Electronics: A Thought on Technology
Many of you have probably heard a lot of talk about parents using television to “babysit” their children. If you are trying to get something done, you turn on the TV, park your children in front of it and voila, instant babysitter. Some parents embrace this, some do not. Some studies say that it is very bad for your child; others say that depending on the program it can go good for your child. Many of the discussions I have heard on the subject generally tend to align with the first. It goes hand in hand with video games consuming our children’s lives, increasing child obesity, antisocial behaviors, and laziness.
Now to be honest, I have mixed reviews about this. I am a very technology centered person, as is my fiancé. My daughter, despite being only two, can easily work my iPhone like a pro. She knows which remote goes to what, and she knows that the keyboard and mouse only work if the computer is on. She is already following in our technology savvy footsteps. Some parents would look at us and sneer that my child knows the opening song to a few programs, mainly Mickey Mouse Clubhouse.
To those parents, I say mind your own business. My child watches TV, but she also spends a good portion of her day outside playing in the sun, and she has the tan lines to prove it! Yes, she knows a lot of the opening songs of the shows she loves, but that is also because we sing them all the time! As for knowing how to use my iPhone and tablet, well all I have to say is that when she goes to school and needs to know how to use things like that, she can tutor your kid who can’t.
As you can tell, I am an advocate for children and electronics. Whether you want to admit it or not, our world is growing more technological by the nanosecond. Introducing technology to my daughter earlier on is only going to strengthen her aptitude with them. Not to mention, kids can learn a ton from many of the education games out there. I stumbled across a blog here on wordpress filled with great information and great apps for your smartphone and tablet. And guess what? Many of these games are educational and fun. My daughter loves them. Thank you, iGameMom, your blog rocks. (I highly recommend parents, or babysitters, to visit it. )
I actually had a slight confrontation about electronics and children with a coworker. He is kind of earthy and I was showing a picture of my daughter wearing my fiancé’s gaming headset to another coworker when he said, rudely I might add, (this is a true quote, by the way) “Wow your daughter is already playing video games. You better be careful or she will end up as one of those teenagers with acne and no social life.” Seriously? Hi, this is my iPhone and it wants to punch you in the face. First of all, gaming doesn’t cause acne. I am positive of that. Do you see a warning sign on the gaming console saying Warning: Use of this product will cause acne, make you fat, and destroy any hope at having friends. No, I am pretty sure it doesn’t. Second, obviously I don’t to let her sit all day in front of the TV all, can’t you see the tan on that child? It isn’t good for her, and it’s not good for my electric bill either. And third, mind you own business!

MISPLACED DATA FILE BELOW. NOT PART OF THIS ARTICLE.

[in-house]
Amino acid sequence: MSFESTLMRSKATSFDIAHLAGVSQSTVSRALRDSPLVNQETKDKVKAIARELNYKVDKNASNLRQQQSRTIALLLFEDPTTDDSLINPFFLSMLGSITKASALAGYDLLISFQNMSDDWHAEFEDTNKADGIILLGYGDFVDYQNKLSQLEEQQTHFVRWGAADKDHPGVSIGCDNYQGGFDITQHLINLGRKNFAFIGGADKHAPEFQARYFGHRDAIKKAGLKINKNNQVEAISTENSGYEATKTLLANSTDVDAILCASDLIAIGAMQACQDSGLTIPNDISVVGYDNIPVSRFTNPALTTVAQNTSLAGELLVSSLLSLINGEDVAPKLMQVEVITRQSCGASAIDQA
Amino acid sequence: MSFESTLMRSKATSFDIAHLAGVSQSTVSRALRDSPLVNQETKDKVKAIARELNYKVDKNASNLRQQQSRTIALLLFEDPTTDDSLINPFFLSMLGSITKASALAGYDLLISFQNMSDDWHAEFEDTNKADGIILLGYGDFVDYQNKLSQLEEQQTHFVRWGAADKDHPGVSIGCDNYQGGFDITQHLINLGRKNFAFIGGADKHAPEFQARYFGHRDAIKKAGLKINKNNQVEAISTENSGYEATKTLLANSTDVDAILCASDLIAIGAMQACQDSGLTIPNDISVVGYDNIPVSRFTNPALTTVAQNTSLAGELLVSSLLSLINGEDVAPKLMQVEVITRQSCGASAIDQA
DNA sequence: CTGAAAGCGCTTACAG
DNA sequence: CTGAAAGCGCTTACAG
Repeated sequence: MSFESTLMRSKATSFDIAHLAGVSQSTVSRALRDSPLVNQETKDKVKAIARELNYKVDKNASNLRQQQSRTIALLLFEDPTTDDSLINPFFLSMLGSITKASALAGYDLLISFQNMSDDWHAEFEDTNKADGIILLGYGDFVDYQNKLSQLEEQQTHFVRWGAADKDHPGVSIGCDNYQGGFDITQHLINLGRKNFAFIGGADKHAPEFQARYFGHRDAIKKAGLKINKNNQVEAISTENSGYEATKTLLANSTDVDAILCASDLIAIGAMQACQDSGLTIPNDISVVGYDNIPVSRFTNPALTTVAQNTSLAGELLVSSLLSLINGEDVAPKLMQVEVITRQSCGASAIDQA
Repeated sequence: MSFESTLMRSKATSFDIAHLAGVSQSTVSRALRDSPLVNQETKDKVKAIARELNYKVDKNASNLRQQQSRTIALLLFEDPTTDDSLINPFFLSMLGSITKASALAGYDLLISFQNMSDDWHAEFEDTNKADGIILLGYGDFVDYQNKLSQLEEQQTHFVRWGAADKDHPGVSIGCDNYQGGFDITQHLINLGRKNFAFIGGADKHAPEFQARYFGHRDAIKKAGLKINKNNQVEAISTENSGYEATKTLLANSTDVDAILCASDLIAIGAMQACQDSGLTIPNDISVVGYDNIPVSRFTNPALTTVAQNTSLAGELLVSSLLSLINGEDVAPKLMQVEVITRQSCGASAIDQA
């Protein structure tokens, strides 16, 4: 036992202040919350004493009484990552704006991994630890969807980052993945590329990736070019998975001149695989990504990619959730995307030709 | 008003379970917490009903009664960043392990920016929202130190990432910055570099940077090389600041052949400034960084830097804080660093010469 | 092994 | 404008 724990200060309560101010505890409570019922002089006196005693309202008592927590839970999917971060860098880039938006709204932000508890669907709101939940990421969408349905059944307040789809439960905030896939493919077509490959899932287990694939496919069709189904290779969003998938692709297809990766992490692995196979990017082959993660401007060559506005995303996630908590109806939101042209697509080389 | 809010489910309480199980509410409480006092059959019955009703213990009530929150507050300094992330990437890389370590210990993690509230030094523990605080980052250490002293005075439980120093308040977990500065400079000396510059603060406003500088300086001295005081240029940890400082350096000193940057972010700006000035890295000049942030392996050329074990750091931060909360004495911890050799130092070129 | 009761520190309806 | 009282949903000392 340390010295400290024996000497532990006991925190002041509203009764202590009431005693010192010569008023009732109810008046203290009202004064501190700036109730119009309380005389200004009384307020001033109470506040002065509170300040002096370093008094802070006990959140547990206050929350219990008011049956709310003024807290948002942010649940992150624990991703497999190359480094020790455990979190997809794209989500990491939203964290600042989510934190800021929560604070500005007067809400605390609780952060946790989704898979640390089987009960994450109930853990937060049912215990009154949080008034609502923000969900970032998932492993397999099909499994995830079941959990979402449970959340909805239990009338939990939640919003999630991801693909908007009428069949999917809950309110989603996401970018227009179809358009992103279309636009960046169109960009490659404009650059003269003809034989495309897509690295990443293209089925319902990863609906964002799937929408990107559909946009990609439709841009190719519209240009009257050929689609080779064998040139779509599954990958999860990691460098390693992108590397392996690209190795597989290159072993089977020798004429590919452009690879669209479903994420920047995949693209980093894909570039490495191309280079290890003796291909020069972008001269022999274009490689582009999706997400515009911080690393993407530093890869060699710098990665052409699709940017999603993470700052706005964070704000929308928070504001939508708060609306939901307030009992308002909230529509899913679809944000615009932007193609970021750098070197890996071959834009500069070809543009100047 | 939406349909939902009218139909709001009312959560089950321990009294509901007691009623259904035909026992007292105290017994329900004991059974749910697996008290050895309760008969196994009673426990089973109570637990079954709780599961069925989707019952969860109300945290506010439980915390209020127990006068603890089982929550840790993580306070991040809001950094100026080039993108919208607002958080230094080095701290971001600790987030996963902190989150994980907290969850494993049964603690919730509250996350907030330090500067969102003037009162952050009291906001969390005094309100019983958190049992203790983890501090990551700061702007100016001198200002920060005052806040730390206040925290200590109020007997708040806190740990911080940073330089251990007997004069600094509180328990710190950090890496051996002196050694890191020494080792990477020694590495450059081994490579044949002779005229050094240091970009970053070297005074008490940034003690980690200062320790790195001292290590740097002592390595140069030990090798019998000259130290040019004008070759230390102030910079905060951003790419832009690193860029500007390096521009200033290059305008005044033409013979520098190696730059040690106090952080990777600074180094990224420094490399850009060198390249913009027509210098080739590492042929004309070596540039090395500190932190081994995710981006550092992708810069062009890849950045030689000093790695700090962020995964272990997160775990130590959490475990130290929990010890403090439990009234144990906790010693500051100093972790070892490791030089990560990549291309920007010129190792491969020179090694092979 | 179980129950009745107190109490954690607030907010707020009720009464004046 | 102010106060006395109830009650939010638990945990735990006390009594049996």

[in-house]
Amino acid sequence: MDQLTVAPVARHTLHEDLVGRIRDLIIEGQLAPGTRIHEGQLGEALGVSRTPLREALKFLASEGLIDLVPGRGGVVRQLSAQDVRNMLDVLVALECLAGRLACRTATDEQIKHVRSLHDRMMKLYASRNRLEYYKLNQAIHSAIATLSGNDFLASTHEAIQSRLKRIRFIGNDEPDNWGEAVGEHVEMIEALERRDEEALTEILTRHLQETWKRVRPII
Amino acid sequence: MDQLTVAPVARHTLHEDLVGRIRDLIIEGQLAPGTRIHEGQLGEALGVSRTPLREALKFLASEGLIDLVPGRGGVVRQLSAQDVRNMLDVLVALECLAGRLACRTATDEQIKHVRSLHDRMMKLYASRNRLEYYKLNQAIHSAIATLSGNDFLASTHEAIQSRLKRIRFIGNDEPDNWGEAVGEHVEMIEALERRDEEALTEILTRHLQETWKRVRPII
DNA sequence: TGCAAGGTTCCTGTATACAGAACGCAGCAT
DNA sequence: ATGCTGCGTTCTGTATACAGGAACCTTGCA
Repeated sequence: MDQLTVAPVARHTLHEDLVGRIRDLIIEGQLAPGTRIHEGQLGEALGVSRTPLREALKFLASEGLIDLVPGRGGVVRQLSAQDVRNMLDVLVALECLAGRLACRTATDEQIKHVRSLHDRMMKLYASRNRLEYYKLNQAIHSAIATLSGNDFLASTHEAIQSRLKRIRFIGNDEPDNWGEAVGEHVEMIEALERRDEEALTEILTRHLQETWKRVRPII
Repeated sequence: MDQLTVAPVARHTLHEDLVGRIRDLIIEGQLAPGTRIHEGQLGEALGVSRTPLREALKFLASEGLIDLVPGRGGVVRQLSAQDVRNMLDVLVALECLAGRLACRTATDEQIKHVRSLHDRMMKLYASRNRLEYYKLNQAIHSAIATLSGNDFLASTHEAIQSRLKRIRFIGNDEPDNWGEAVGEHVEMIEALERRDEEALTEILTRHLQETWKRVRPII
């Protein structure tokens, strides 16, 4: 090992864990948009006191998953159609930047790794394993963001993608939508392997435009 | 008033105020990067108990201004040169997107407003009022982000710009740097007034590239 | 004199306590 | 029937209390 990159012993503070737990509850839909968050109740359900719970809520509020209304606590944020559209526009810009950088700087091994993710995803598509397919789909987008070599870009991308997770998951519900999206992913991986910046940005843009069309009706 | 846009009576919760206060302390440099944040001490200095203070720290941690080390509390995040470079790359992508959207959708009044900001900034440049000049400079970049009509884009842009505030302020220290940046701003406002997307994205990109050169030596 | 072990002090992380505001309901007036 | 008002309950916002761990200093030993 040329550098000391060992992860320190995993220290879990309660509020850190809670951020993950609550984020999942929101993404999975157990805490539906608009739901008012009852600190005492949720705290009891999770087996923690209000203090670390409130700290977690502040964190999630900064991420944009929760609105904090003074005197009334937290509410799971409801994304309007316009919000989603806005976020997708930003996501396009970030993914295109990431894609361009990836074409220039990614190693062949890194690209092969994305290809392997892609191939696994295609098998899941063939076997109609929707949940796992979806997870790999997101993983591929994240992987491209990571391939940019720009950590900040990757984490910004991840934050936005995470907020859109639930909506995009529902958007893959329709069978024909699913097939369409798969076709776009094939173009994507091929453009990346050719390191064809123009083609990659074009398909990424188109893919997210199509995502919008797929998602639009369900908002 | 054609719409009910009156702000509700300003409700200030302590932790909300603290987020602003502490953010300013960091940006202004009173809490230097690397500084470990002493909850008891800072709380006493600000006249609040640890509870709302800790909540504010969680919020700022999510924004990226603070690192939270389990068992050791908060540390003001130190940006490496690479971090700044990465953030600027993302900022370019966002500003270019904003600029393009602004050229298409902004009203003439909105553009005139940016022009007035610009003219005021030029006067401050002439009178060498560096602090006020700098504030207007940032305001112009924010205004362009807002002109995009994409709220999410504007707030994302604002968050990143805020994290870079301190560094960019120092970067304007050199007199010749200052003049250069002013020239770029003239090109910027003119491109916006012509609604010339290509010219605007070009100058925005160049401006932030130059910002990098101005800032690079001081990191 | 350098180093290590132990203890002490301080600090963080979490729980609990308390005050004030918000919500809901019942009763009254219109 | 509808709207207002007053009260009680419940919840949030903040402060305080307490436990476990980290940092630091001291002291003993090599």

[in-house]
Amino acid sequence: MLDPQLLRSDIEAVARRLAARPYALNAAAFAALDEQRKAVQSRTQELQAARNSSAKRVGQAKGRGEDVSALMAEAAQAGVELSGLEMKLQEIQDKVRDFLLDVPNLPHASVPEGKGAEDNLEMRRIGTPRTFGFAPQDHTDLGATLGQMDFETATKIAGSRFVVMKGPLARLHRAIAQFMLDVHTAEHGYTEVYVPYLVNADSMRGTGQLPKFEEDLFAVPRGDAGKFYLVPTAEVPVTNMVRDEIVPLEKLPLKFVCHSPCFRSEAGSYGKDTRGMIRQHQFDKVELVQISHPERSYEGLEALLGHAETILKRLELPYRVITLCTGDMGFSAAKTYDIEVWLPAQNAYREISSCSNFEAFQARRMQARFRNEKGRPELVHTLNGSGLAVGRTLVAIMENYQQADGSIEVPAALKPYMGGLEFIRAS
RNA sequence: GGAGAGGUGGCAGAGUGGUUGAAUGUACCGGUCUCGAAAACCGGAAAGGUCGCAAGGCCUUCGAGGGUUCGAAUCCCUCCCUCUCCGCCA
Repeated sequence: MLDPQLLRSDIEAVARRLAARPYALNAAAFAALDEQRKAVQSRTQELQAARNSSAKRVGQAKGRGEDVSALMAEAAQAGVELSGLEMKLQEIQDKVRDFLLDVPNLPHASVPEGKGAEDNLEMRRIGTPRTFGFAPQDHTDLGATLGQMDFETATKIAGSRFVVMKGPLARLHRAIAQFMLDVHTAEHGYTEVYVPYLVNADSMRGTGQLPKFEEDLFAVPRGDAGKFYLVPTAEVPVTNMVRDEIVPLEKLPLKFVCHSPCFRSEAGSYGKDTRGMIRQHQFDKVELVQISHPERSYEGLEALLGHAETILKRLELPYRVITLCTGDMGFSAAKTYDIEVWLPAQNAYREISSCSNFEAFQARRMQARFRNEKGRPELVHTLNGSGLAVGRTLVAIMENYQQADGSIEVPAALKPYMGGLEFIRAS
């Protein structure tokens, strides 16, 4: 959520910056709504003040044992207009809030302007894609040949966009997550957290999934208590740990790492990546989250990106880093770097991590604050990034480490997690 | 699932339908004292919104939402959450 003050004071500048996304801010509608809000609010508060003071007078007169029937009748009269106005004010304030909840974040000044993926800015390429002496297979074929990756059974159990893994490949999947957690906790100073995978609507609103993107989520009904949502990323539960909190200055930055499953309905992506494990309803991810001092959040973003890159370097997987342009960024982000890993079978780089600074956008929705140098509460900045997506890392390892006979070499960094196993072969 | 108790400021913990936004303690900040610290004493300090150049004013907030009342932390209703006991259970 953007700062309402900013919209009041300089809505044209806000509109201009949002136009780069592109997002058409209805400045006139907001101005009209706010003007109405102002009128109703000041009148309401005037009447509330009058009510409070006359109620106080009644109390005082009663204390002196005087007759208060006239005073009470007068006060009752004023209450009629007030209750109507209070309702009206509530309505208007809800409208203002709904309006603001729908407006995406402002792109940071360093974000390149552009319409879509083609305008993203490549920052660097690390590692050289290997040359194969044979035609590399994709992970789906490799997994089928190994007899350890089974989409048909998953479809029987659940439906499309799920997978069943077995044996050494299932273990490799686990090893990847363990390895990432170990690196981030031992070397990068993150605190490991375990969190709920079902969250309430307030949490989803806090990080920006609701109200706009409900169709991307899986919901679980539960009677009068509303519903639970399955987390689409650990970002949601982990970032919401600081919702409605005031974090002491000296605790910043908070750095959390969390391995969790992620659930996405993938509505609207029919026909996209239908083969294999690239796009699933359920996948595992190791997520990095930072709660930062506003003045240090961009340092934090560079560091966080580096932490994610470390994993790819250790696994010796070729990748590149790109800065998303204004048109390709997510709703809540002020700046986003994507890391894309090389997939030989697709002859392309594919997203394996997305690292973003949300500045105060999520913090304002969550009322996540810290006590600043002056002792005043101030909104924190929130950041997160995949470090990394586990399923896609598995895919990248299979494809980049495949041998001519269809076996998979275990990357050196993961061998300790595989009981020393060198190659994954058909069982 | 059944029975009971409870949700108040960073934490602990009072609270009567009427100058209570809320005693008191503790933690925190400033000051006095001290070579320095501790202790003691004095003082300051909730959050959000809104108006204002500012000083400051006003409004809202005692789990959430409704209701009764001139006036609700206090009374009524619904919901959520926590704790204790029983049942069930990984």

Why do people have such a condescending attitude about involving electronics into a child’s daily routine? You can easily turn any game, or television show into a special bonding moment. For example, I have a wonderful app on my tablet that works with my daughter on her colors and her shapes. She adores this game. We sit down together on the couch and play together. She laughs, I laugh, and she is learning. As for television? Well my daughter has a lot of energy at night for some reason. So, to help her wind down we turn on the TV and cuddle on the couch. We call this our Cuddle Time. She curls up next to me with her teddy bear and her blanket and we watch a movie. Gosh I am such a bad parent!
Now I understand that some people take electronics to the extreme. There are some people who let their children park it in front the TV or computer all day and never move. Yes this is bad, I get it.However I also feelthis is just as bad as filling every waking moment of your child’s life with some sort of educational activity, electronics or not. Anything to the extreme can be detrimental to your child’s development, and health. The key is to use a healthy mix. Instead of using the TV as a babysitter, perhaps involve them in what you are doing. My daughter loves to empty the dishwasher. I just have her hand me the stuff as I put them away. You don’t always need to distract them if you are trying to get something done. Instead, use TV in a meaningful way to enhance their day. Make it an after supper exclusive, or a lure to get up early in the morning. You guys are smart, you will think of something. Just stop sneering at those of us who do.
The point of this blog is that you shouldn’t feel bad about putting on the TV for your children, just as you shouldn’t feel bad about turning it off and pushing them outside to get some nice vitamin D. It’s all about the mix.